Over the past 15 years, there were 103 deaths by suicide among the Regular Force males within the Army command and 72 within all other environmental commands combined (Navy, Air Force and Other). The crude Army suicide rate was 33.32 (95% CI: 27.23, 40.72) compared to 13.34 (95% CI: 10.50, 16.88) for the non-Army rate. The confidence intervals for the rate in each environmental command did not overlap indicating that there was a statistically significant difference between the two groups. The age-adjusted rates were very similar to the crude rates (Army: 33.30; Non-Army: 13.94). Furthermore, the age-adjusted suicide rate ratio was significant [2.39 (95% CI : 1.76, 3.25)], meaning that the age-adjusted suicide rate among Regular force males in the Army was nearly two and a half times higher than in the non-Army commands.
SMRs for each environmental command as well as for each time period (2002 – 2006, 2007 – 2011, 2012 – 2013) were conducted (Table 7). The SMRs for the Army command for the 2007 – 2011 and 2012 – 2013 periods were significantly above 100%, while the SMR for Navy/Other for 2012 – 2013 was significantly below 100%. All other SMRs were not statistically significant. Furthermore, the SMR for all environmental commands combined was systematically non-significant across all three time periods.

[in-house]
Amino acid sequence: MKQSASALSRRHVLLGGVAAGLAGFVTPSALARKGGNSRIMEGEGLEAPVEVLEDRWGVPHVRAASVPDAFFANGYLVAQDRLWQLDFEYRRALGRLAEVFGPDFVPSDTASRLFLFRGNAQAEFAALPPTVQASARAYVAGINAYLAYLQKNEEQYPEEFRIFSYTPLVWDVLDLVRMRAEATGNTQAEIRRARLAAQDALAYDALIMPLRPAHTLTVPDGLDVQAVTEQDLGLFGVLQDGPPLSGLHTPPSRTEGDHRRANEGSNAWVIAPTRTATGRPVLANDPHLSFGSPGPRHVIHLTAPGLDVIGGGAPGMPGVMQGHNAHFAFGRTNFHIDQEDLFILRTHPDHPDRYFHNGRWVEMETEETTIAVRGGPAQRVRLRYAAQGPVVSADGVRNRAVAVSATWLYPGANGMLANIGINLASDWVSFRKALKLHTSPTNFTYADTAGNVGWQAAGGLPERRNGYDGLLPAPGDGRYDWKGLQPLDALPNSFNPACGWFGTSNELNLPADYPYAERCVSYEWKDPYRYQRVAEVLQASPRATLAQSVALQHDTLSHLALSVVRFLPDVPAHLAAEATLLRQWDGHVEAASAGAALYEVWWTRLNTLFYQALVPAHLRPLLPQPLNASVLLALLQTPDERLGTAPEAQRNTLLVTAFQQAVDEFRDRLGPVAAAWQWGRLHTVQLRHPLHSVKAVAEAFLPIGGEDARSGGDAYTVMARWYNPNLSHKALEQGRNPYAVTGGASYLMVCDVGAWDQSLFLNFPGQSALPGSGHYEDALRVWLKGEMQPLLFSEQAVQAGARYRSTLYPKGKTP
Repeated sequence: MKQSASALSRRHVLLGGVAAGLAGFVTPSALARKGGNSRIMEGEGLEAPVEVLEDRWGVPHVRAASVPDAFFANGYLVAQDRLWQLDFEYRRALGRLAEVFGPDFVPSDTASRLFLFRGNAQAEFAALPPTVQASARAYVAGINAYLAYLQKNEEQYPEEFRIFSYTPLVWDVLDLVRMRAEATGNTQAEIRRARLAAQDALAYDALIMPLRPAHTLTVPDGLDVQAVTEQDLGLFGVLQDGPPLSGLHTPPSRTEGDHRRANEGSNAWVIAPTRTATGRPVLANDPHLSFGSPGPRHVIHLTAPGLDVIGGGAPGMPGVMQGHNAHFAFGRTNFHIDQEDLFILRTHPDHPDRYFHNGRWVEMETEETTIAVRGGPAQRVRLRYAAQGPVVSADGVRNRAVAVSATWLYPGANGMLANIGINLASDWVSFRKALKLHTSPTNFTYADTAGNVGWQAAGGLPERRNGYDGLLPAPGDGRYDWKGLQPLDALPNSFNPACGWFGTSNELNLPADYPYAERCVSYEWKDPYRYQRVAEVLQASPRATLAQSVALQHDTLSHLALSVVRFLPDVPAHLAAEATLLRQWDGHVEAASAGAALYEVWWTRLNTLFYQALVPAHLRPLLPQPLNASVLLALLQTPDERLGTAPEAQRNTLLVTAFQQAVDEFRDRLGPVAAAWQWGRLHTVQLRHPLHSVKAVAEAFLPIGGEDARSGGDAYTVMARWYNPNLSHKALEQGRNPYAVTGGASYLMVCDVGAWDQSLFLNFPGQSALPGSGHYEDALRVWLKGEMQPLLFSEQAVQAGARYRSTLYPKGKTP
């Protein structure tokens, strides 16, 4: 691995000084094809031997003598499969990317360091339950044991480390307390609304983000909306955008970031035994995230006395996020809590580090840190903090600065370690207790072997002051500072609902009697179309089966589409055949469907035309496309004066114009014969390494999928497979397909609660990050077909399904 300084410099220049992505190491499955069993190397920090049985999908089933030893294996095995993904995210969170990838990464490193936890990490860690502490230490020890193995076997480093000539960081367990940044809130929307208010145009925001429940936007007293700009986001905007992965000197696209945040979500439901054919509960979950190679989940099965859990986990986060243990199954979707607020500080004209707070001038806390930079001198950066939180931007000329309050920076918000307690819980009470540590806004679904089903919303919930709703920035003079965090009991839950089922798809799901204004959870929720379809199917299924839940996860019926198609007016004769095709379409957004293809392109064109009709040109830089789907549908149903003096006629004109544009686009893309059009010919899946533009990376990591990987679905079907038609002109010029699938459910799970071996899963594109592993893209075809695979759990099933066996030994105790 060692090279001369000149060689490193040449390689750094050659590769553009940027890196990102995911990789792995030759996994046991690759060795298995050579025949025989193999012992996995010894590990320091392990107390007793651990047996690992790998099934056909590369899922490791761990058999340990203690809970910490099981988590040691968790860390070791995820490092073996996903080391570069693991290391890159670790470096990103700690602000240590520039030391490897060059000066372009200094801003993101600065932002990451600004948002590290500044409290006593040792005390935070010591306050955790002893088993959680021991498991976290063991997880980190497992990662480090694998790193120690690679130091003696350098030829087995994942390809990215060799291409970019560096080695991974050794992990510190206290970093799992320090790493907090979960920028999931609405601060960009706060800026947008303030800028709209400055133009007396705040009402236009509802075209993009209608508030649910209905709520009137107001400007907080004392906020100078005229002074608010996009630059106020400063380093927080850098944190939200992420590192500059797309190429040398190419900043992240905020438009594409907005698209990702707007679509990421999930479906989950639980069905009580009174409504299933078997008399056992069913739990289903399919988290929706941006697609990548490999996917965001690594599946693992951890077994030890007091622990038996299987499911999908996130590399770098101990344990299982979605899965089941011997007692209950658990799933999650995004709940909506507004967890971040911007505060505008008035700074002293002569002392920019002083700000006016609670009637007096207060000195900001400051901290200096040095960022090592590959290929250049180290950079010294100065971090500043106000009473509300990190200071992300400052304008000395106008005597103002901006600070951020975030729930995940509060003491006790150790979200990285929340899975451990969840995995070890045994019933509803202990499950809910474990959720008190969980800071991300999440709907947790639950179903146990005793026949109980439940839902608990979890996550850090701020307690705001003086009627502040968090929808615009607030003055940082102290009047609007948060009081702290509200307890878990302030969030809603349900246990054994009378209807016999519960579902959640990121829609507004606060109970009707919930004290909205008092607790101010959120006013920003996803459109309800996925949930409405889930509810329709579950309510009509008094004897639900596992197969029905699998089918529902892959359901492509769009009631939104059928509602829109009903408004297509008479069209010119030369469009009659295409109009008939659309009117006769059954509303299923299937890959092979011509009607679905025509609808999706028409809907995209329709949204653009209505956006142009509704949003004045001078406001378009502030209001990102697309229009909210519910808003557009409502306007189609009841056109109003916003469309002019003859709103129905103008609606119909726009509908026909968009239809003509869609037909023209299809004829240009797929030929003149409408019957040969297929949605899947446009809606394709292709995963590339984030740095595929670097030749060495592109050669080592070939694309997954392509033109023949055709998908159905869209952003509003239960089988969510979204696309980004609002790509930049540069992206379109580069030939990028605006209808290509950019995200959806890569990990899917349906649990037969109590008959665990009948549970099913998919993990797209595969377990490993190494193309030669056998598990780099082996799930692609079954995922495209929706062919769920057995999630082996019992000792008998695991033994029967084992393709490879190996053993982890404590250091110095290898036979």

† Statistically significant.
The suicide rate in Army combat arms occupations in the Regular Force male population was also calculated. Between 2002 and 2016, there were a total of 70 suicides among Regular Force males who had a combat arms MOSID. There were no suicides during this time frame in females with a combat arms MOSID.